LOS ANGELES, CA – JUNE 14: Goaltender Jonathan Quick #32 of the Los Angeles Kings holds up the Stanley Cup for the fans during the Los Angeles Kings Stanley Cup Victory Parade on June 14, 2012 in Los Angeles, California. (Photo by Victor Decolongon/Getty Images)
It’s not even December and the St. Louis Blues (31 points) almost have double the standings points as the Edmonton Oilers (16).
One could have predicted the Blues – a team that just keeps unearthing talent and competing, even if the deep playoff runs remain frustratingly rare – would be a good team. Some might have seen the Oilers slipping. But both of these factors, particularly with the Blues’ bevvy of injuries? It’s quite the mind-number.
With all this in mind, it’s still not out of the question to imagine this being a playoff series, and my, is there a lot of talent involved. McDavid’s joined by the likes of Leon Draisaitl, while the Blues throw out a line that must be considered among the best in the NHL in Jaden Schwartz, Vladimir Tarasenko, and a rising Brayden Schenn.
It should be a fascinating game to check on NBCSN. You can also watch online and via the NBC Sports App.
For an in-depth preview, check out this post.
Derek Dorsett’s remarkable comeback story has taken an unfortunate turn.
Dorsett won’t play on Tuesday in Philadelphia against the Flyers and may be sidelined for some time after the Canucks revealed Dorsett is dealing with complications that appear to stem from last season’s spinal surgery, which forced him to miss 68 games last season.
Derek Dorsett returned to Vancouver today for precautionary reasons to be evaluated by medical staff. His rehab following a cervical fusion procedure last year progressed well, consistent with expectations, and resulted in his fitness to play.
Recently, symptoms of neck and back stiffness presented. Given the nature of the injury and surgery, it was determined the best course of action is for a specialist to review his status. Derek will be assessed to determine cause and treatment of the symptoms before any further action is taken.
Dorsett’s surgery, according to Sportsnet, was a brutal procedure of getting “cut through the front of his neck, pull his vocal chords aside, remove a damaged disc between his C5 and C6 vertebrae, replace it with a washer and chunk of bone from his hip, then screw the vertebrae together so the tissue could fuse.”
Canucks head coach Travis Green spoke to the media prior to Tuesday’s game.
“I think the symptoms just slowly came around the last week or so,” Green said. “He’s been kind of dealing with it the past several days, week.”
Green didn’t want Tuesday’s setback to take away from Dorsett’s comeback this season.
“I don’t want to talk like it was a remarkable comeback. It still is,” Green said. “He’s had a great start to the year, he’s been a big part of our team. Hopefully, he’s joining our group again soon.”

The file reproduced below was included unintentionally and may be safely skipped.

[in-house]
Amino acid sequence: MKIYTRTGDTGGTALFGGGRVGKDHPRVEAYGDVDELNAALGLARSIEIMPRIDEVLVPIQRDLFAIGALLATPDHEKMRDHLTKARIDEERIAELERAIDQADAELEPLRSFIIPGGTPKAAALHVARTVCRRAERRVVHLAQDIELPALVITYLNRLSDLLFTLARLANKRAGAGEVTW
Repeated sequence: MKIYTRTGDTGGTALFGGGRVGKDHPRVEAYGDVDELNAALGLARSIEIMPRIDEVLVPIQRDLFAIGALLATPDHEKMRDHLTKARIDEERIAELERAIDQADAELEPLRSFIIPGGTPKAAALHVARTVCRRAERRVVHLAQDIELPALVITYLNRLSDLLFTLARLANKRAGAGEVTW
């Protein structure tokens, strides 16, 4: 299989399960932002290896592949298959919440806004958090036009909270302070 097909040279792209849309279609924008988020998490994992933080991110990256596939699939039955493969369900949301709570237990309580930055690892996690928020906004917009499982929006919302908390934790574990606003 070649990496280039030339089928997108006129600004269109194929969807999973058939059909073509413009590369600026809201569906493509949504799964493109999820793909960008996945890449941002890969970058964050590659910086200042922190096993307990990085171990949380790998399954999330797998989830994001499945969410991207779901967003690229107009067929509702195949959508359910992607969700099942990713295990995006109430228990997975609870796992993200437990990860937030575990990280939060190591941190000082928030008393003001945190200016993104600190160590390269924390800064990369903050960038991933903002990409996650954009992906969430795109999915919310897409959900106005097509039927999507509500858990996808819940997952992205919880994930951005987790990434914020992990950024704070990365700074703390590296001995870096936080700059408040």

Green said it was too early to talk about when Dorsett would play again.
“I think we just call it wait and see… that’s all there is right now,” he said.
Almost every NHL team has hit the 20-game mark, which means it’s time to look back at the first month and a half of the season and see who’s ahead of the pack for some of the league’s top hardware.
A lot will change between now and June, but certainly some of the players named below will still be in the mix come awards season while others will tail off after hot starts.
Who is the most valuable to their team? That’s a tough choice as you look at some of the performances so far this season. Nikita Kucherov (17-16—33) can’t stop scoring and Steven Stamkos (10-25—35) is averaging 1.75 points per night for the Tampa Bay Lightning. Jaden Schwartz (10-16—26) is powering the St. Louis Blues. Johnny Gaudreau (10-21—31) is leading the Calgary Flames. Meanwhile, Sergei Bobrovsky it tops among all goaltenders with a .941 even strength save percentage.
There are a number of strong candidates for the Hart at the quarter mark. If voting took place now, how many votes would Kucherov and Stamkos split? And would that allow Bobrovsky to sneak in and steal it? Or does Bob have enough love right now to surpass the Lightning duo?
Alex Pietrangelo and John Klingberg are all tied for the scoring lead among blue liners with 19 points, but lookie here, it’s Erik Karlsson, he of five games missed this season, lurking behind them at 17. He also has the best Corsi (56 percent, via Corsica) out of the top scoring defensemen and is averaging 1.21 points per game. Victor Hedman is also just behind with 15 points and 25:18 of ice time a night.
Outside of Bob, you have Andrei Vasilievskiy’s play helping the Lightning to a ridiculous start. He has a .931 ESSV and has played the seventh-most minutes (1,024:24). There’s also Connor Hellebuyck (.938) and Corey Crawford (.932) to consider; both have been key reasons for why their teams currently reside in playoff positions.